This year’s group is diverse and well spoken, with the emerging artists growing in their practice with the opportunity to work with an Indigenous mid-career artists to mentor them in creating a new, never-before-seen piece to be performed in the Finale of this summer’s festival on August 17th and 18th at Trout Lake Park!

The line up of the Resilient Roots program includes Alex Taylor McCallum with mentor Nikki Ermineskin, Jaye Simpson with mentor Edzi’u, Jaz Whitford with mentor Sandy Scofield, Mitcholos Touchie with mentor Jonina Kirton, Valeen Jules with mentor Rosemary Georgeson, and Crystal Smith with mentor Ronnie Dean Harris.

Our featured artist duo is the Resilient Roots emerging artist, Jaz Whitford, spoken word performer from the Secwepemc Peoples, and Award Winning musician Sandy Scofield, who is Métis of Saulteaux and Cree Nations.

Jaz is an anti-professional, working as a street musician, slam poet with a focus on decolonization and indigenous autonomy. they are a defender of the sacred and use their craft as a tool to decolonization and land sovereignty. they reside as a guest on unceded and ancestral territories of the xʷməθkʷəy̓əm (Musqueam), səl̓ilwətaɁɬ (Tsleil-waututh), and sḵwx̱wú7mesh (Squamish) First Nation peoples, otherwise and colonially known as Vancouver. they and their fire are from the Secwepemc nation of the south central interior.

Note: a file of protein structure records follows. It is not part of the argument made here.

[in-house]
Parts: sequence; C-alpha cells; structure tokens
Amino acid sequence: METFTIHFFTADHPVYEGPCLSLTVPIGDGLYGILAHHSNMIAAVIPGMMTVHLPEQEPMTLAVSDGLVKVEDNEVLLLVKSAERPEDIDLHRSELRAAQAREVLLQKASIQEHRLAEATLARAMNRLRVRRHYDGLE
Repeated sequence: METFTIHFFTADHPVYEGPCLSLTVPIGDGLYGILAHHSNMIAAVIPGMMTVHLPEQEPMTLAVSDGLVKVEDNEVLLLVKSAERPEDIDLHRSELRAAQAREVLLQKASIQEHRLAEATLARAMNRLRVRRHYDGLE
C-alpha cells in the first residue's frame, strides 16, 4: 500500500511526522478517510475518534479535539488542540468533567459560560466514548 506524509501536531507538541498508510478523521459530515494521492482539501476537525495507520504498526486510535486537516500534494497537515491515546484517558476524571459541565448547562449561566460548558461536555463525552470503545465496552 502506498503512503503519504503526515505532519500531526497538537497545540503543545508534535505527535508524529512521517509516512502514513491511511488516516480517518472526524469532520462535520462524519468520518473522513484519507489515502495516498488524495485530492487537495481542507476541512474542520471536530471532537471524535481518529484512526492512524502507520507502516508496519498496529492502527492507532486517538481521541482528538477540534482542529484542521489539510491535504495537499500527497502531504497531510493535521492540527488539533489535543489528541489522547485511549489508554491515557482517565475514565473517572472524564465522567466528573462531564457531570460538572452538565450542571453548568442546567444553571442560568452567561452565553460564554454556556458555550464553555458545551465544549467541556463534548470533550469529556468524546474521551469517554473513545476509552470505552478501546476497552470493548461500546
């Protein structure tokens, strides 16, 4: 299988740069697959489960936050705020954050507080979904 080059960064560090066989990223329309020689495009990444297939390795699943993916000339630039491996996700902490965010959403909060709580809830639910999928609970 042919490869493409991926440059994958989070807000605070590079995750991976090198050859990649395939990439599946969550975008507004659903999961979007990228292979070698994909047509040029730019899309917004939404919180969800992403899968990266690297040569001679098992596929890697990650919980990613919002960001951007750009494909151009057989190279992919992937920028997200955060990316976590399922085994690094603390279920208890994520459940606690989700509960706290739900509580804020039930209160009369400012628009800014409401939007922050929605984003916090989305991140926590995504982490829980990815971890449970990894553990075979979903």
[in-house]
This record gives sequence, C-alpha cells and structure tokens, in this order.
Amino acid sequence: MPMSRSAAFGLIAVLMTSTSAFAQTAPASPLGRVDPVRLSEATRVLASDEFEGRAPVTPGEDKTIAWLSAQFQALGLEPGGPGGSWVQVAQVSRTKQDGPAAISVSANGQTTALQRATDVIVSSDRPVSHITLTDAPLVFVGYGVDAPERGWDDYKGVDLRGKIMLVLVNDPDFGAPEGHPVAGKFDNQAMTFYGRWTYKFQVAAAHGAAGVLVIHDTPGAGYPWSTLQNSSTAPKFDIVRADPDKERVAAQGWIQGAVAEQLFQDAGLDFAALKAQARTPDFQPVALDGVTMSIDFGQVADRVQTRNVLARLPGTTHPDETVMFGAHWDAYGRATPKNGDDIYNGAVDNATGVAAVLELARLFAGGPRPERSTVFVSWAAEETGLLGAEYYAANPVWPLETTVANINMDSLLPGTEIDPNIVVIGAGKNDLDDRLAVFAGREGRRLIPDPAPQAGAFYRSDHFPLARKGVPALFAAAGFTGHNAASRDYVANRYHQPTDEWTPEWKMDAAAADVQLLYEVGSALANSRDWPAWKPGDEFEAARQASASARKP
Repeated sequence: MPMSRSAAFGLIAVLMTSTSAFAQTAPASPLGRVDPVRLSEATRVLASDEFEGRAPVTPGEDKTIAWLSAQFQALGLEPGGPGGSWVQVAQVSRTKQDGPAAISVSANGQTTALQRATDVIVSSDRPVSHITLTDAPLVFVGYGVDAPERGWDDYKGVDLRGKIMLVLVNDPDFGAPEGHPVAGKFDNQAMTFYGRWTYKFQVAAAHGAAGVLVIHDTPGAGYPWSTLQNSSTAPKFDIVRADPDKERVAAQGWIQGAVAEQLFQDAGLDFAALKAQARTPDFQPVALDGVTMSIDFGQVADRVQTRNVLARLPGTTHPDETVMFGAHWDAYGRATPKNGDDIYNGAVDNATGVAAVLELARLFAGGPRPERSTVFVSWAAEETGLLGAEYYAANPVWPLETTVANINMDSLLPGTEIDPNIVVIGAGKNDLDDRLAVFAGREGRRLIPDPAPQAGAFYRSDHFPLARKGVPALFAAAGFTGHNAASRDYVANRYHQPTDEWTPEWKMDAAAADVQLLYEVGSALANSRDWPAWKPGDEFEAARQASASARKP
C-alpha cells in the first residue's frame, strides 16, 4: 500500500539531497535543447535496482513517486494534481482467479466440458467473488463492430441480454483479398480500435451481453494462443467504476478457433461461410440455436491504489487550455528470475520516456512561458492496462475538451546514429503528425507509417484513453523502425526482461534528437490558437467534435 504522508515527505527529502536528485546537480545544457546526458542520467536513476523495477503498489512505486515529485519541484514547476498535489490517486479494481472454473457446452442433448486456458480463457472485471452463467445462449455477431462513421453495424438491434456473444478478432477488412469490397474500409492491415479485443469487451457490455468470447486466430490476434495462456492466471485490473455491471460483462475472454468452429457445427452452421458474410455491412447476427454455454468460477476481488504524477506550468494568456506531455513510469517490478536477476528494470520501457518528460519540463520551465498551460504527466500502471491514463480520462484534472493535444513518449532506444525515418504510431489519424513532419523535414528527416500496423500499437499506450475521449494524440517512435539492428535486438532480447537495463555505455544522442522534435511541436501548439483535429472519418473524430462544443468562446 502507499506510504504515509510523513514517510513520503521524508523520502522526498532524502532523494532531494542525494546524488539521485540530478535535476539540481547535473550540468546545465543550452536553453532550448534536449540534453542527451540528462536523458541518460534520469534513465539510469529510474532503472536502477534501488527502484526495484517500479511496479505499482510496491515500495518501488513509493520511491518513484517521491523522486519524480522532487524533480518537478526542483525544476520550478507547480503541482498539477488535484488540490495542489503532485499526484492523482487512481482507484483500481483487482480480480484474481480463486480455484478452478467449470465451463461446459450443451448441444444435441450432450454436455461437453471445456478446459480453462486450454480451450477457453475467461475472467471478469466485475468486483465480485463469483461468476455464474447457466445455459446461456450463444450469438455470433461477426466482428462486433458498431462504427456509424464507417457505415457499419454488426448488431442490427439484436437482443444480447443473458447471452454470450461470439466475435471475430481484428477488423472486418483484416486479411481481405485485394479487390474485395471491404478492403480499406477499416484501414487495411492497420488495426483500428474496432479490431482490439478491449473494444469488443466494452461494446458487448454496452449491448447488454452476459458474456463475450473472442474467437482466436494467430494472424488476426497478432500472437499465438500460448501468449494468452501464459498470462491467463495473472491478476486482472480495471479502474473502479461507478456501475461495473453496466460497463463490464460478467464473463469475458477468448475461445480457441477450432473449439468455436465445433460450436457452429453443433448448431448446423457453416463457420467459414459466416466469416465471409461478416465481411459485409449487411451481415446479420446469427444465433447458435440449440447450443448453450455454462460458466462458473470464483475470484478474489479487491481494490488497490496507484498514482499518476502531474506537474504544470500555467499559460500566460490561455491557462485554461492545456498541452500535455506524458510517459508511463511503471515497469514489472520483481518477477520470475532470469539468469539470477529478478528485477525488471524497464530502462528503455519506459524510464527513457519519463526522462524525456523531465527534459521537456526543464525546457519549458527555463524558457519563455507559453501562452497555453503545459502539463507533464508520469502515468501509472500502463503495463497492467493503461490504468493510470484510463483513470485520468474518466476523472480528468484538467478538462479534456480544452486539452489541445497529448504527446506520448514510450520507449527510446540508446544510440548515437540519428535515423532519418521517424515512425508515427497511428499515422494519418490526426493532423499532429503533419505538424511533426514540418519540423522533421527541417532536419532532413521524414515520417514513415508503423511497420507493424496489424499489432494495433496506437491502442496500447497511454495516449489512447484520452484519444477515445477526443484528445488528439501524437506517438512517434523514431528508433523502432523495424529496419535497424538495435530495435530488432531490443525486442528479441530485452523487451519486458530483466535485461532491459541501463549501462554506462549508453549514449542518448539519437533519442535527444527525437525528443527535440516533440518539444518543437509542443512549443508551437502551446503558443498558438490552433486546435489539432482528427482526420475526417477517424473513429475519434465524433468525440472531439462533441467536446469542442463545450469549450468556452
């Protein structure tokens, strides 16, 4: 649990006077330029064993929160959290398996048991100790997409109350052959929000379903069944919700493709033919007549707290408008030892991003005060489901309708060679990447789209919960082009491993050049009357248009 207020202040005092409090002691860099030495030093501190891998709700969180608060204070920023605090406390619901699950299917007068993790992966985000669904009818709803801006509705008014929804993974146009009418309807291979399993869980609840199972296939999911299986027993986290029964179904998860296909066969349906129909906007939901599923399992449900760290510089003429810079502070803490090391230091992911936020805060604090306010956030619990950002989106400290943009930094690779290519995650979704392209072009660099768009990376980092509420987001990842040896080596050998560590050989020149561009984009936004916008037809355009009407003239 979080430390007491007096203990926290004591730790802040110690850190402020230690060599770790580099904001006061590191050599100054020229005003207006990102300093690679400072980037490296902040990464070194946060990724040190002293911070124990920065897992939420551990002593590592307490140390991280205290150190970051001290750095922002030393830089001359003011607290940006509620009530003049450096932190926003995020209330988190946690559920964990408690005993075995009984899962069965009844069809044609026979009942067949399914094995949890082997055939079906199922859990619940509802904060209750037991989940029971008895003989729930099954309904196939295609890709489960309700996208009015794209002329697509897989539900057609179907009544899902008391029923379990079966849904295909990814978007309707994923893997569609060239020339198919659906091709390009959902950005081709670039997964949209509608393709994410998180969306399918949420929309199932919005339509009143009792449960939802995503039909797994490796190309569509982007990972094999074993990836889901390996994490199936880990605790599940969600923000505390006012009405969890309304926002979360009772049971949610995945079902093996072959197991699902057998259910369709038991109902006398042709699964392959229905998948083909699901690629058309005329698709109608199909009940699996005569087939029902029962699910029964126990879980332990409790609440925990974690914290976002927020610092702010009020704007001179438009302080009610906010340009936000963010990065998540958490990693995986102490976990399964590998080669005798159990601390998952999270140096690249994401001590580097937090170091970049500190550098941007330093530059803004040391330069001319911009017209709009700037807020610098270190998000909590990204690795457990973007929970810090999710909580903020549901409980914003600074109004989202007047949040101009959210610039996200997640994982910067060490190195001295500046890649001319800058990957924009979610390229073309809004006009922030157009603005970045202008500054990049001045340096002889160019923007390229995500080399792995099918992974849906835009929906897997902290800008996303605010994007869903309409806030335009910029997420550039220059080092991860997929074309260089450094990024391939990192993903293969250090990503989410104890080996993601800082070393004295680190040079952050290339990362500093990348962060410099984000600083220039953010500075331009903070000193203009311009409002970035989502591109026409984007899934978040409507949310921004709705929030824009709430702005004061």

Jaz has been presented by Vines Art Festival, Vancouver Verses Festival, Spartacus Books, Savage Society, Vancouver Poetry Festival and Vancouver Public Library. Jaz also sang with Arcade Fire in the 2018 Juno’s. They are in a mentorship with Sandy Scofield, creating their unique bluesy sound and they look forward to releasing their first album soon.